Weagley, as the party moving for summary judgment, had the burden of making a prima facie showing that there were no genuine issues of material fact and that'it was entitled to judgment as a matter of law. Amato v. Rathbun Realty, Inc.; Stotlar v. Hester. Based on the record as of the date summary judgment was entered, and excluding the deposition taken after that date, we hold that Weagley has not yet made such a showing.

Weagley relied at the hearing on the motion for summary judgment and on appeal on the fact that the Gouveias admitted in deposition testimony they had no knowledge of any facts that would indicate Weagley had actual knowledge of the defects prior to purchase. Weagley did not submit any affidavit in support of the motion for summary judgment. There is no averment under oath in the record by any Weagley agent or representative that Weagley had no actual knowledge of the defects prior to purchase or at the time the property description was drafted. Weagley has not made a prima facie showing of lack of actual knowledge. Cf. Amato v. Rathbun Realty, Inc. (in which the court sustained the grant of summary judgment on the issue of actual knowledge).

Absent a prima facie showing by Weagley that it had no actual knowledge of the defects, the grant of summary judgment was premature. Weagley cannot rely on the Gouveias’ lack of knowledge to satisfy its affirmative requirement to make a prima facie showing. Until Weagley makes a prima facie showing that it had no actual knowledge, the Gouveias are not required to introduce facts in rebuttal. See Goodman v. Brock, 83 N.M. 789, 498 P.2d 676 (1972).

Weagley also failed to meet its burden with respect to the allegation of negligent misrepresentation. The Gouveias alleged that the defects in the townhouse were not readily apparent to them on reasonable inspection. Weagley assumes that this allegation conclusively establishes that the defects were latent, and cites our language from Amato that a broker is not responsible for communicating knowledge of such defects.

There are several problems with this theory. First, the allegation merely avers that the defects were not readily discoverable by the Gouveias. This does not conclusively establish that the defects were latent or not easily discoverable as to Weagley. If Weagley had actual knowledge of the defects, they were not latent as far as Weagley was concerned.

Moreover, even if Weagley had no actual knowledge of the defects, our holding in Amato required Weagley to make a prima facie showing that it did not breach the standard of care of brokers in the community as to the charge of negligent failure to know of or discover the defects. As Judge Hendley wrote in Amato, “Without an affidavit or other testimony of a qualified expert stating that Ms. Rathbun [the *578broker] did not breach the standard of care of brokers in the community, no prima facie showing was made.” 98 N.M. at 233, 647 P.2d at 435. Having tendered no evidence to the trial court on this issue, Weagley was not entitled to summary judgment.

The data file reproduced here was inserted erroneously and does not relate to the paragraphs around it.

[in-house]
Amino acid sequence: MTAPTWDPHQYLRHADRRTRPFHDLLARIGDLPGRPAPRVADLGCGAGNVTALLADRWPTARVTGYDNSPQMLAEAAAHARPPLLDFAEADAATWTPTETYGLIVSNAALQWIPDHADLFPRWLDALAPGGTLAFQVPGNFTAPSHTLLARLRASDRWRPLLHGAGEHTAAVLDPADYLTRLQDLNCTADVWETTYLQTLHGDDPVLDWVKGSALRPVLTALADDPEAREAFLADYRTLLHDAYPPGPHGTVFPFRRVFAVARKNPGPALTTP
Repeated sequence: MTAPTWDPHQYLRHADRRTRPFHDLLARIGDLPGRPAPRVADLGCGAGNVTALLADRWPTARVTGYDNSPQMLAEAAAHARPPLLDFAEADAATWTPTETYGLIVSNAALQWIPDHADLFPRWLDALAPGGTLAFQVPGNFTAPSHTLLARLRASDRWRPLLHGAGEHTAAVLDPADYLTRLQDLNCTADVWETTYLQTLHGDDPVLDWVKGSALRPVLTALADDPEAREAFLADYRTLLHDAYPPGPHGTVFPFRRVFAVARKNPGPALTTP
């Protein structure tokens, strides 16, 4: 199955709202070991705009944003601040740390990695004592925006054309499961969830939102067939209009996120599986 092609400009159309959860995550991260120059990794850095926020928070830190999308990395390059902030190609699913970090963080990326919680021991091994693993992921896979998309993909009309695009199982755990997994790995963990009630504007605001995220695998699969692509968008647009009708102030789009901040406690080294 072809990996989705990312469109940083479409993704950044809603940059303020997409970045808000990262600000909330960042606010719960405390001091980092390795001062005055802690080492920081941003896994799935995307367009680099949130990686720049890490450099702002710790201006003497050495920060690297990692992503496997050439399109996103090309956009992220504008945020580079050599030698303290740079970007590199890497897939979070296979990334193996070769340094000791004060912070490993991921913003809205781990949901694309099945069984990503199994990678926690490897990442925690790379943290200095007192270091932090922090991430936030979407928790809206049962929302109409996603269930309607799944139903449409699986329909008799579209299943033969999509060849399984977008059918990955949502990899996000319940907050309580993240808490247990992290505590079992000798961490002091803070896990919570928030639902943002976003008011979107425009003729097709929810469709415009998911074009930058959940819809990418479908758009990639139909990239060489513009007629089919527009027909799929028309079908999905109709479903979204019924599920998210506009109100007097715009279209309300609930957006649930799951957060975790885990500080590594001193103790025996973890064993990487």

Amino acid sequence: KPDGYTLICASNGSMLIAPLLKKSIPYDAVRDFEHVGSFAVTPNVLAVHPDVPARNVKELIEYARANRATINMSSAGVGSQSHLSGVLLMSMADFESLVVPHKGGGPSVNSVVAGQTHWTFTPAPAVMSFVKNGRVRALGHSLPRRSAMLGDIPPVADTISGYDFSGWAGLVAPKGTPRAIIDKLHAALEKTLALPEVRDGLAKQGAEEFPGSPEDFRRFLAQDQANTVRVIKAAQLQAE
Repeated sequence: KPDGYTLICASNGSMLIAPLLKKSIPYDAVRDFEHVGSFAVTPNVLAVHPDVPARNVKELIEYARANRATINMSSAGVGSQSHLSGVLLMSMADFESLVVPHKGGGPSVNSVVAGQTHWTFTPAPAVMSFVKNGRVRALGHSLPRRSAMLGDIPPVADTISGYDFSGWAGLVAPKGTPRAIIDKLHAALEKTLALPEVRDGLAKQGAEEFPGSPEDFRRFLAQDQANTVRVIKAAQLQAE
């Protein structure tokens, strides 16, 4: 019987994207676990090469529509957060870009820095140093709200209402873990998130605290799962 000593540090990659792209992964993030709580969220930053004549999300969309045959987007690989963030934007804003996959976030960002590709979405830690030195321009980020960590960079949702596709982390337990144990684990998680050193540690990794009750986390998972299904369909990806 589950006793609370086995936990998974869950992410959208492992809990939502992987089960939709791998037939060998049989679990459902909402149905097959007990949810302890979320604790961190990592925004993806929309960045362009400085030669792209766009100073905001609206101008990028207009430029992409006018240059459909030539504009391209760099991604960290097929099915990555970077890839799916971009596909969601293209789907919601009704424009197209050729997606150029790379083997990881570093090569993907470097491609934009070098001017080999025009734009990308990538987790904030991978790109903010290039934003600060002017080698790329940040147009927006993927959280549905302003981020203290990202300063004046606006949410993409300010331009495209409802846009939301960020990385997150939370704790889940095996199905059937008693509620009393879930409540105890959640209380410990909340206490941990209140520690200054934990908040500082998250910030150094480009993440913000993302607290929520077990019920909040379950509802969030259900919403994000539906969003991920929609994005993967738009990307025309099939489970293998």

Weagley contends that it was entitled to summary judgment in any event because “Plaintiffs admit by sworn deposition testimony they did not rely on the realtor-type statements made * * *.” This is not an accurate reflection of the record.

It is true that Ms. Gouveia admitted in her deposition testimony that realtors typically use vague modifiers in phrases such as “it’s a super buy,” and “it’s in top shape” when trying to sell a property. However, when asked if she put a lot of reliance on those statements, she replied, “Not too much.” This cannot be taken as factually establishing no reliance, particularly where both the Gouveias at other points in their deposition testimony indicate reliance on the listing description. There is, at best, an issue of material fact as to the Gouveias’ reliance on the “All Top Shape” representation on the record which precludes the grant of summary judgment. We cannot say, on the record before us, that no reasonable purchaser would rely on such a representation under these facts. Where the evidence permits conflicting inferences, summary judgment is not appropriate. Yeary v. Aztec Discounts, Inc., 83 N.M. 319, 491 P.2d 536 (Ct.App.1971).

Further, as we understand the Gouveias’ complaint, their claim of misrepresentation does not depend solely on the phrase “All Top Shape.” The Gouveias claim that Weagley affirmatively misrepresented the condition of the townhouse and negatively misrepresented the condition by failing to disclose facts Weagley knew or should have known. Whether the listing misrepresented the condition of the townhouse depends upon the contents of the document in light of the facts the broker knew or should have known.

Weagley finally argues that the Gouveias could not have relied on the listing description because “Plaintiffs admit they did not rely upon any ‘representations’ made by Defendants but upon the inspection made by Consumer Protection.” It is true that the Gouveias received and relied on a “Consumer Protection Report.” This does not, however, preclude the Gouveias from also relying on representations made by Weagley. The fact that the Gouveias may have relied on an additional inspection report cannot shield Weagley from liability for known or negligent misrepresentation. There is at least an issue of fact with respect to the respective capabilities of the broker and the buyer. See Bell v. Kyle, 27 N.M. 9, 192 P. 512 (1920); Sauter v. St. Michael’s College, 70 N.M. 380, 374 P.2d 134 (1962). Finally, although the Agreement includes an “as is” clause, that would not relieve Weagley as a matter of law from liability for fraud. Lingsch v. Savage. Cf. Archuleta v. Kopp, 90 N.M. 273, 562 P.2d 834 (Ct.App.1977).


Because Weagley had a duty to prospective buyers, and because genuine issues of material fact exist as to whether Weagley breached its duty, the district court’s order granting summary judgment is reversed and the cause is remanded to the district court for proceedings consistent with this opinion.


WOOD and NEAL, JJ., concur.